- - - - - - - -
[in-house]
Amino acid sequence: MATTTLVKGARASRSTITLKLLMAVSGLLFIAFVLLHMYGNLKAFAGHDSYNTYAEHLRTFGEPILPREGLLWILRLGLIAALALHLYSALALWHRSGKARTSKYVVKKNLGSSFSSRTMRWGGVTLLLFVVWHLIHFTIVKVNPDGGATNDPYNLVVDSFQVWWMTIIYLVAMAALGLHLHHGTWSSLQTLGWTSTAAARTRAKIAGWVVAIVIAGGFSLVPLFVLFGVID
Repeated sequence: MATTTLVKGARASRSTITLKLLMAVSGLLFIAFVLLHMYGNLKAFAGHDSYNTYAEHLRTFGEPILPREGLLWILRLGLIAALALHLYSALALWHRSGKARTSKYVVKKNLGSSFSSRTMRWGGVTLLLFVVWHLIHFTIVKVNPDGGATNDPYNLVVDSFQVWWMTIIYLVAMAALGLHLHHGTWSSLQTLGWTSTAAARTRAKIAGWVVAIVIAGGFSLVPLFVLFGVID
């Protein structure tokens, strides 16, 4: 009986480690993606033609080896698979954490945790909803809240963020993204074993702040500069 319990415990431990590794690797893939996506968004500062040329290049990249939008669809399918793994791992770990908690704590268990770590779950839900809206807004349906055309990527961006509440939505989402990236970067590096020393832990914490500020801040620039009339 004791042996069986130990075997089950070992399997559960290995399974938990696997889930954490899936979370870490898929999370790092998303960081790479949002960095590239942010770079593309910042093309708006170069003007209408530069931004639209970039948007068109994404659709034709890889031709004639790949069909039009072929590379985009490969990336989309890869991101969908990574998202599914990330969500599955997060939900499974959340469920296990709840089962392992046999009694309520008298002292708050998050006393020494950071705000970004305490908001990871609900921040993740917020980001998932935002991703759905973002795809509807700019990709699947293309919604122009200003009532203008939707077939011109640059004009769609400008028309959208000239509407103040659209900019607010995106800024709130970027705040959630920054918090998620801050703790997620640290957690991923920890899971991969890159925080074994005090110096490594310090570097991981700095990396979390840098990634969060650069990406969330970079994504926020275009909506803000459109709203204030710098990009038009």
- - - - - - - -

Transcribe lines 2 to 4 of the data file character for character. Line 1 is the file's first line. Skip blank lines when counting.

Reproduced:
Amino acid sequence: MATTTLVKGARASRSTITLKLLMAVSGLLFIAFVLLHMYGNLKAFAGHDSYNTYAEHLRTFGEPILPREGLLWILRLGLIAALALHLYSALALWHRSGKARTSKYVVKKNLGSSFSSRTMRWGGVTLLLFVVWHLIHFTIVKVNPDGGATNDPYNLVVDSFQVWWMTIIYLVAMAALGLHLHHGTWSSLQTLGWTSTAAARTRAKIAGWVVAIVIAGGFSLVPLFVLFGVID
Repeated sequence: MATTTLVKGARASRSTITLKLLMAVSGLLFIAFVLLHMYGNLKAFAGHDSYNTYAEHLRTFGEPILPREGLLWILRLGLIAALALHLYSALALWHRSGKARTSKYVVKKNLGSSFSSRTMRWGGVTLLLFVVWHLIHFTIVKVNPDGGATNDPYNLVVDSFQVWWMTIIYLVAMAALGLHLHHGTWSSLQTLGWTSTAAARTRAKIAGWVVAIVIAGGFSLVPLFVLFGVID
């Protein structure tokens, strides 16, 4: 009986480690993606033609080896698979954490945790909803809240963020993204074993702040500069 319990415990431990590794690797893939996506968004500062040329290049990249939008669809399918793994791992770990908690704590268990770590779950839900809206807004349906055309990527961006509440939505989402990236970067590096020393832990914490500020801040620039009339 004791042996069986130990075997089950070992399997559960290995399974938990696997889930954490899936979370870490898929999370790092998303960081790479949002960095590239942010770079593309910042093309708006170069003007209408530069931004639209970039948007068109994404659709034709890889031709004639790949069909039009072929590379985009490969990336989309890869991101969908990574998202599914990330969500599955997060939900499974959340469920296990709840089962392992046999009694309520008298002292708050998050006393020494950071705000970004305490908001990871609900921040993740917020980001998932935002991703759905973002795809509807700019990709699947293309919604122009200003009532203008939707077939011109640059004009769609400008028309959208000239509407103040659209900019607010995106800024709130970027705040959630920054918090998620801050703790997620640290957690991923920890899971991969890159925080074994005090110096490594310090570097991981700095990396979390840098990634969060650069990406969330970079994504926020275009909506803000459109709203204030710098990009038009």